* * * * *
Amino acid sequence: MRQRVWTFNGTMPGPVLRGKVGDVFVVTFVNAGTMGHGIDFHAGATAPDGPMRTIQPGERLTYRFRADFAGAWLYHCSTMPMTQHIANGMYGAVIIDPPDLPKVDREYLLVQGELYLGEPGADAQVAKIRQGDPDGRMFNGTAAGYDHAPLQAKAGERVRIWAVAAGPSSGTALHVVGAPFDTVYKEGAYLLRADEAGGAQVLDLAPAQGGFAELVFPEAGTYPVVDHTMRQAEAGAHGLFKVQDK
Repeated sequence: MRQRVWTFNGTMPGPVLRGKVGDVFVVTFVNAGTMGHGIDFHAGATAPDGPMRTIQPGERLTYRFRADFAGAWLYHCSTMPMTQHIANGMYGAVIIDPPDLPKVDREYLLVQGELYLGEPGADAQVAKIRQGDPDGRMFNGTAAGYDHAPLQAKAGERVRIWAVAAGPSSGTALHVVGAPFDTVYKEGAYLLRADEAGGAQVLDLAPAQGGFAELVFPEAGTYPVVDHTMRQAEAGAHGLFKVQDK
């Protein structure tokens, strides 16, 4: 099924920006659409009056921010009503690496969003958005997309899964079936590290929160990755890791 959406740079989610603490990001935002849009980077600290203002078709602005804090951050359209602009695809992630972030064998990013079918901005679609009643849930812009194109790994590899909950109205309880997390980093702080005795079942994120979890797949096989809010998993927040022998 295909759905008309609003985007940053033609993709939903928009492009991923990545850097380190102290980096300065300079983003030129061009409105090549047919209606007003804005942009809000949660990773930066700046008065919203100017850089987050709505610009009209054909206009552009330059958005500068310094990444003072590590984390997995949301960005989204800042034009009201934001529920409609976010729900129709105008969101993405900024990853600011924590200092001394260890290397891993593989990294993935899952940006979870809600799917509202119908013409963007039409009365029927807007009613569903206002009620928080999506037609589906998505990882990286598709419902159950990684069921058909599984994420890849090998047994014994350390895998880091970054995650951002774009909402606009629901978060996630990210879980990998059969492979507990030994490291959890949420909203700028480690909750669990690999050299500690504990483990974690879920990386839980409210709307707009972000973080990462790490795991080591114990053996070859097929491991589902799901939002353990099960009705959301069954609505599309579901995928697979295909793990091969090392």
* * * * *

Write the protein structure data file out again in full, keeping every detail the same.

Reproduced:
Amino acid sequence: MRQRVWTFNGTMPGPVLRGKVGDVFVVTFVNAGTMGHGIDFHAGATAPDGPMRTIQPGERLTYRFRADFAGAWLYHCSTMPMTQHIANGMYGAVIIDPPDLPKVDREYLLVQGELYLGEPGADAQVAKIRQGDPDGRMFNGTAAGYDHAPLQAKAGERVRIWAVAAGPSSGTALHVVGAPFDTVYKEGAYLLRADEAGGAQVLDLAPAQGGFAELVFPEAGTYPVVDHTMRQAEAGAHGLFKVQDK
Repeated sequence: MRQRVWTFNGTMPGPVLRGKVGDVFVVTFVNAGTMGHGIDFHAGATAPDGPMRTIQPGERLTYRFRADFAGAWLYHCSTMPMTQHIANGMYGAVIIDPPDLPKVDREYLLVQGELYLGEPGADAQVAKIRQGDPDGRMFNGTAAGYDHAPLQAKAGERVRIWAVAAGPSSGTALHVVGAPFDTVYKEGAYLLRADEAGGAQVLDLAPAQGGFAELVFPEAGTYPVVDHTMRQAEAGAHGLFKVQDK
């Protein structure tokens, strides 16, 4: 099924920006659409009056921010009503690496969003958005997309899964079936590290929160990755890791 959406740079989610603490990001935002849009980077600290203002078709602005804090951050359209602009695809992630972030064998990013079918901005679609009643849930812009194109790994590899909950109205309880997390980093702080005795079942994120979890797949096989809010998993927040022998 295909759905008309609003985007940053033609993709939903928009492009991923990545850097380190102290980096300065300079983003030129061009409105090549047919209606007003804005942009809000949660990773930066700046008065919203100017850089987050709505610009009209054909206009552009330059958005500068310094990444003072590590984390997995949301960005989204800042034009009201934001529920409609976010729900129709105008969101993405900024990853600011924590200092001394260890290397891993593989990294993935899952940006979870809600799917509202119908013409963007039409009365029927807007009613569903206002009620928080999506037609589906998505990882990286598709419902159950990684069921058909599984994420890849090998047994014994350390895998880091970054995650951002774009909402606009629901978060996630990210879980990998059969492979507990030994490291959890949420909203700028480690909750669990690999050299500690504990483990974690879920990386839980409210709307707009972000973080990462790490795991080591114990053996070859097929491991589902799901939002353990099960009705959301069954609505599309579901995928697979295909793990091969090392």